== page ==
for military supplies.
A decade after the peaceful collapse of the USSR, US influence in Central Asia
reached its apogee in the months following the 9/11 terrorist attacks. Since
that time, however, Washington's policies in central Asia have led to a gradual
withdrawal of support by nearly all the nations involved as they slowly
reoriented their priorities again towards Russia.
There are many reasons for this, including local rulers' reluctance to be
lectured by Washington on human rights as well as the Pentagon's stinginess in
paying prevailing market rates for military facilities.
If the US is to regain a modicum of its former influence in Central Asia, then
it is time for Washington to take a long hard look at the reasons for the
gradual decline of its influence there.
Dushanbe, Tehran sign 5 agreements
The Tajikistan radio and television network has been working as an independent
organisation for the past 15 years. The managers of Tajik radio are now
proposing to increase their activities with the help of Iranian experts, Tajik
Radio manager Abdulqader Toledov, New Europe reported.
Toledov commented that he was well acquainted with Iranian radio, adding,
"I listen to the voice of Khorasan when I am in Tajikistan and it is quite
educational for me." Toledov said, "We recently signed an agreement
with the Islamic Republic of Iran Broadcasting (IRIB), and since Iranian radio
has high quality programmes, we are planning joint productions. We are also
sending some of our young people to study in various fields at the IRIB
University." Tajik Culture Minister, Mirzoshohrokh Asrorov, urged for
expansion of cultural ties between the Islamic Republic of Iran and Tajikistan.
Speaking for Tajik clerics studying at theological centre of the holy city of
Qom, he said expansion of mutual relations would be effective to resolve minor
issues between the two countries. He said that given common language and
culture, the two countries should enjoy very profound ties. Tajik clerics are
ambassadors from Tajikistan who should endeavour to bolster ties between the two
nations, he said. Exchange of views on various issues, setting up cultural and
handicrafts exhibitions would help broaden ties between Iran and Tajikistan, he
pointed out. Iran and Tajikistan are to launch a joint TV channel in the near
future, which could help promote cultural cooperation between the two nations,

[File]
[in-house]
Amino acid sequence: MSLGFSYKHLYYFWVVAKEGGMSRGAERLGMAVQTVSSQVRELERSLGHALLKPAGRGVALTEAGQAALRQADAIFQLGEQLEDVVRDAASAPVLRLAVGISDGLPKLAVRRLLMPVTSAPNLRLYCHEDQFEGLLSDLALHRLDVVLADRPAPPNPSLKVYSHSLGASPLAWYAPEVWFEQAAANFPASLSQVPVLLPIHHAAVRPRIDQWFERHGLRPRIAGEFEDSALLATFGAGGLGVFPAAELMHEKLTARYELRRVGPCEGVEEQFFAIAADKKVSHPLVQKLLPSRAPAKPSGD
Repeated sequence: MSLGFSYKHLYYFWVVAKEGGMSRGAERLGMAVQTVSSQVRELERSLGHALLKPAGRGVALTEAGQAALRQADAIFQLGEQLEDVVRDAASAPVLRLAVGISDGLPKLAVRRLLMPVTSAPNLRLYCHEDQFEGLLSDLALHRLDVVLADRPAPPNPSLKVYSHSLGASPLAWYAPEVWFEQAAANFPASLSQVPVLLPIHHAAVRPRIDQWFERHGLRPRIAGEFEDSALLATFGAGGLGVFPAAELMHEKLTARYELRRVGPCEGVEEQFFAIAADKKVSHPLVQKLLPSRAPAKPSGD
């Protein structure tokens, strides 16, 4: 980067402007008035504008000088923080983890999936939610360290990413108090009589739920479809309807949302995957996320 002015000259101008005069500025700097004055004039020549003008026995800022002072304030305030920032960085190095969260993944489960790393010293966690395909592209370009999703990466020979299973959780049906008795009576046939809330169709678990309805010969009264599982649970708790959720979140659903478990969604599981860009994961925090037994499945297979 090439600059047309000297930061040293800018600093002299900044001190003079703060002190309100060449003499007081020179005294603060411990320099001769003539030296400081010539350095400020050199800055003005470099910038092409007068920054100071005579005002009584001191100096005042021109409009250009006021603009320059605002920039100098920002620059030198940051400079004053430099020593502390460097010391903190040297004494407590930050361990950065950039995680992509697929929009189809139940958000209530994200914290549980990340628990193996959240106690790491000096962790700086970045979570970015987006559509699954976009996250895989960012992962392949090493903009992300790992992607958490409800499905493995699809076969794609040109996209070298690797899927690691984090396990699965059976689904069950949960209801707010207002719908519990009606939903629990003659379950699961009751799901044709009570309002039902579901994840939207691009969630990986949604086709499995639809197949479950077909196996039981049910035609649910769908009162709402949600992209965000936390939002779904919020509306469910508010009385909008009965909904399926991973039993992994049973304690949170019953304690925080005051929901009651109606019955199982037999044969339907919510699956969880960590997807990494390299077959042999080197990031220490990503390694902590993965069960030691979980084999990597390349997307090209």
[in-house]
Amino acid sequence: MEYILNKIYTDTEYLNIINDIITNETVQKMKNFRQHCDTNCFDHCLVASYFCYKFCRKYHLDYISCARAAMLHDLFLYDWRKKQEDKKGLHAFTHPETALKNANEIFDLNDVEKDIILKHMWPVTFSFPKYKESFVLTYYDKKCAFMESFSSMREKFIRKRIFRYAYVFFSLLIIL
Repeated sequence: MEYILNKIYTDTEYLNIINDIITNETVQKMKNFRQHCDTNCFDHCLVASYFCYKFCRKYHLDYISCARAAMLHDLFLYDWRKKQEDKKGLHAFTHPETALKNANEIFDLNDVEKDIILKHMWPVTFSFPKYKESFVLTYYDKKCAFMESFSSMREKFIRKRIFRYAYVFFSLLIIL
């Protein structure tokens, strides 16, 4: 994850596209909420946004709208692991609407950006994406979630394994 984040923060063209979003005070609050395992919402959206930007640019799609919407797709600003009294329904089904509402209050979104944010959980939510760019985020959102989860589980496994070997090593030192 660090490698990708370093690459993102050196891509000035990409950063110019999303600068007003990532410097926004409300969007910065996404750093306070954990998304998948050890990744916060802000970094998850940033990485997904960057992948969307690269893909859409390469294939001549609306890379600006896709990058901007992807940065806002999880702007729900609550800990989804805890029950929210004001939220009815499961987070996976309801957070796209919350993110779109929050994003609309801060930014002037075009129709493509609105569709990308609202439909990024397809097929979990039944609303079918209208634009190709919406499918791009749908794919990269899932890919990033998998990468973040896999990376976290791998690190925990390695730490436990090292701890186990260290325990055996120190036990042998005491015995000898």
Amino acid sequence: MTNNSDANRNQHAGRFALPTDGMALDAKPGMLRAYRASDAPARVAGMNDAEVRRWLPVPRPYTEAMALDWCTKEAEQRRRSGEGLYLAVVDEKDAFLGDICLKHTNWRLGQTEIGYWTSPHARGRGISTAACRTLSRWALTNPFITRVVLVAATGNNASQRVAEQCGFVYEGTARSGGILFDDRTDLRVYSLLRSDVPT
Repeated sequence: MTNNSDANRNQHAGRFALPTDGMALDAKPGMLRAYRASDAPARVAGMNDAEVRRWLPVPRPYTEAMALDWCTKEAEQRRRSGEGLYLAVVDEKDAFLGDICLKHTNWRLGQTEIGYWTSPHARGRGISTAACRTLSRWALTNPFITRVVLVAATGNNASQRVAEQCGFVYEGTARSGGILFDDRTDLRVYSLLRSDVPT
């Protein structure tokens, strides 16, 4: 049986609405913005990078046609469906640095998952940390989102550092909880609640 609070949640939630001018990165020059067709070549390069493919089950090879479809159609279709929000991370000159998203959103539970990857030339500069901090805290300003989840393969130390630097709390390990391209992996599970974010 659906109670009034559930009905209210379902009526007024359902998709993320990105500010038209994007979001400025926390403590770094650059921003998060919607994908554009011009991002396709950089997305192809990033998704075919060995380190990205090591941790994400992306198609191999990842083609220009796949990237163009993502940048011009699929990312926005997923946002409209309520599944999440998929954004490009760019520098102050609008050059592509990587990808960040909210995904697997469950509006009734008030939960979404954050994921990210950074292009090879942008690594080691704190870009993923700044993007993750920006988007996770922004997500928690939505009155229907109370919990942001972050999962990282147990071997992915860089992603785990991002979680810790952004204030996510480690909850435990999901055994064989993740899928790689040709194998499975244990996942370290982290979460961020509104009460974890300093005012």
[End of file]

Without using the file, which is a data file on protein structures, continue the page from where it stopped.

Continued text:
Asrorov met governor general of Iran's northeastern province of Khorassan Razavi
and stressed the need for the preservation of Tajikistan and Iran's joint
identity and utilization of all potentials for the development of both states.
Khorasan Razavi, Tajikistan ink MoUs
Khorasan Razavi province and Tajikistan signed two memoranda of understanding
and two other agreements during a trip by a provincial delegation to the Central
Asian state. The aim of the delegation is supporting Iranian investors and
providing facilities to Iranian businessmen to participate in Tajik markets,
Governor General of Khorasan Razavi province Mohammad-Javad Mohammadizadeh, who
headed the economic delegation on the visit to Tajikistan arrived in Dushanbe to
sign a memorandum of understanding for bolstering economic cooperation. He held
talks with ministers of energy and industry, agriculture and environment,
building and architecture and culture of the Central Asian country. He said the
two sides reached consensus on expansion of cooperation in all fields. "In
an agreement with the Tajik minister of energy and industry, we expressed our
readiness to construct a cement plant with a production capacity of one million
tons, reconstruct the existing plant, and increase its potential by
two-fold," he added.
Tajikistan to boost cooperation with NATO
NATO is planning to increase its transit shipment of humanitarian aid and
military hardware for peacekeeping forces in Afghanistan through Tajikistan,
NATO Special Representative for Central Asia Robert Simmons told Interfax News
Simmons arrived in Tajikistan for a three-day working visit. He noted that the
number of NATO troops deployed in Tajikistan would not be increased. However,
given that agreements allowing the use of Tajikistan as a transit country have
existed for more than three years, NATO can now increase the amount of transit
shipments going through Tajikistan, Simmons told Interfax after his meeting with
President, Emomali Rakhmon. During talks with Simmons, Rakhmon said Tajikistan
is in cooperation with NATO. "Tajikistan is interested in broadening the
cooperation with the alliance that has a big experience in the conduction of
joint military exercises, coordination of search and rescue operations,
humanitarian actions and liquidation of consequence of emergencies," the
president's press service cited him as saying.
Tajik-Kyrgyz water consortium set up to resolve problems
During a recent visit by the Kyrgyz Foreign Minister, Ednan Karabaev, to
Dushanbe, Tajikistan and Kyrgyzstan agreed to set up a joint Water and Energy
Consortium on their which will resolve regional water and energy disputes, New
The water consortium would also be open to the other Central Asian countries.
However the observers said the water problems would not be resolved unless the
other Central Asian states are brought on board. The idea of a water consortium
involving all the countries in the region has been on the table for around 10
years. From time to time, a head of state will float the idea again, through
Central Asian regional groupings or also within the Eurasian Economic Community
of which Russia is a member. The issue was last brought up during an informal
summit involving four Central Asian heads of state in Astana last September, but
failed to reach the discussion stage. Despite Karabaev's insistence that
Tajikistan and Kyrgyzstan see eye to eye on energy issues, experts in both
countries doubt the two states can revive the idea and turn it into reality.